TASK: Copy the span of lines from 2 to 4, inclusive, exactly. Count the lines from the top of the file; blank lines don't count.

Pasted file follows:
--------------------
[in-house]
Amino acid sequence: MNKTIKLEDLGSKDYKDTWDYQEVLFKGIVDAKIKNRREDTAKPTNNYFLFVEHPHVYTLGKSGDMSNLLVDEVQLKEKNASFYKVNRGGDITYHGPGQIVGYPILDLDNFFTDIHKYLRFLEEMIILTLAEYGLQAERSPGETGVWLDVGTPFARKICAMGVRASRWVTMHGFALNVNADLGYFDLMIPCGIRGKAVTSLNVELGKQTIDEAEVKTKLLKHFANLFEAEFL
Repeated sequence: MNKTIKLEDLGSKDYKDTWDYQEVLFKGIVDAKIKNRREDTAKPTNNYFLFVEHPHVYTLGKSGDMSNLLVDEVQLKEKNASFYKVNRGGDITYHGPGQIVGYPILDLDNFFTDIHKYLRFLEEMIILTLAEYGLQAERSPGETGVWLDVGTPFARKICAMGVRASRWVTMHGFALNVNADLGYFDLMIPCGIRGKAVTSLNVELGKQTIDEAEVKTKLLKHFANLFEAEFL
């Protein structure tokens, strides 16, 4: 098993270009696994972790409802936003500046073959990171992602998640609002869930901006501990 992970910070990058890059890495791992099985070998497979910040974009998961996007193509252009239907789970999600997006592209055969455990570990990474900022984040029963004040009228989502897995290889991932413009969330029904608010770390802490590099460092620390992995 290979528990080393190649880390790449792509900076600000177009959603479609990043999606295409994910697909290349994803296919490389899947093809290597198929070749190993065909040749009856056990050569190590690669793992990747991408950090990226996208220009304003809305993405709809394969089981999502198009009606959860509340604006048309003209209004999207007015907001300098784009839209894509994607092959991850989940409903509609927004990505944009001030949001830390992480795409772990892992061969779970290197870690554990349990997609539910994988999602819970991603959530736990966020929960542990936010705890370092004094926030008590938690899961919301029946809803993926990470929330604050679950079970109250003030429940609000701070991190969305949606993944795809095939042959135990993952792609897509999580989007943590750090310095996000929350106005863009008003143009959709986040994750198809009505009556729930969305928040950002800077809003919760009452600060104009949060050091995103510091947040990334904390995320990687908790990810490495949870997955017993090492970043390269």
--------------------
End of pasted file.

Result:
Amino acid sequence: MNKTIKLEDLGSKDYKDTWDYQEVLFKGIVDAKIKNRREDTAKPTNNYFLFVEHPHVYTLGKSGDMSNLLVDEVQLKEKNASFYKVNRGGDITYHGPGQIVGYPILDLDNFFTDIHKYLRFLEEMIILTLAEYGLQAERSPGETGVWLDVGTPFARKICAMGVRASRWVTMHGFALNVNADLGYFDLMIPCGIRGKAVTSLNVELGKQTIDEAEVKTKLLKHFANLFEAEFL
Repeated sequence: MNKTIKLEDLGSKDYKDTWDYQEVLFKGIVDAKIKNRREDTAKPTNNYFLFVEHPHVYTLGKSGDMSNLLVDEVQLKEKNASFYKVNRGGDITYHGPGQIVGYPILDLDNFFTDIHKYLRFLEEMIILTLAEYGLQAERSPGETGVWLDVGTPFARKICAMGVRASRWVTMHGFALNVNADLGYFDLMIPCGIRGKAVTSLNVELGKQTIDEAEVKTKLLKHFANLFEAEFL
């Protein structure tokens, strides 16, 4: 098993270009696994972790409802936003500046073959990171992602998640609002869930901006501990 992970910070990058890059890495791992099985070998497979910040974009998961996007193509252009239907789970999600997006592209055969455990570990990474900022984040029963004040009228989502897995290889991932413009969330029904608010770390802490590099460092620390992995 290979528990080393190649880390790449792509900076600000177009959603479609990043999606295409994910697909290349994803296919490389899947093809290597198929070749190993065909040749009856056990050569190590690669793992990747991408950090990226996208220009304003809305993405709809394969089981999502198009009606959860509340604006048309003209209004999207007015907001300098784009839209894509994607092959991850989940409903509609927004990505944009001030949001830390992480795409772990892992061969779970290197870690554990349990997609539910994988999602819970991603959530736990966020929960542990936010705890370092004094926030008590938690899961919301029946809803993926990470929330604050679950079970109250003030429940609000701070991190969305949606993944795809095939042959135990993952792609897509999580989007943590750090310095996000929350106005863009008003143009959709986040994750198809009505009556729930969305928040950002800077809003919760009452600060104009949060050091995103510091947040990334904390995320990687908790990810490495949870997955017993090492970043390269």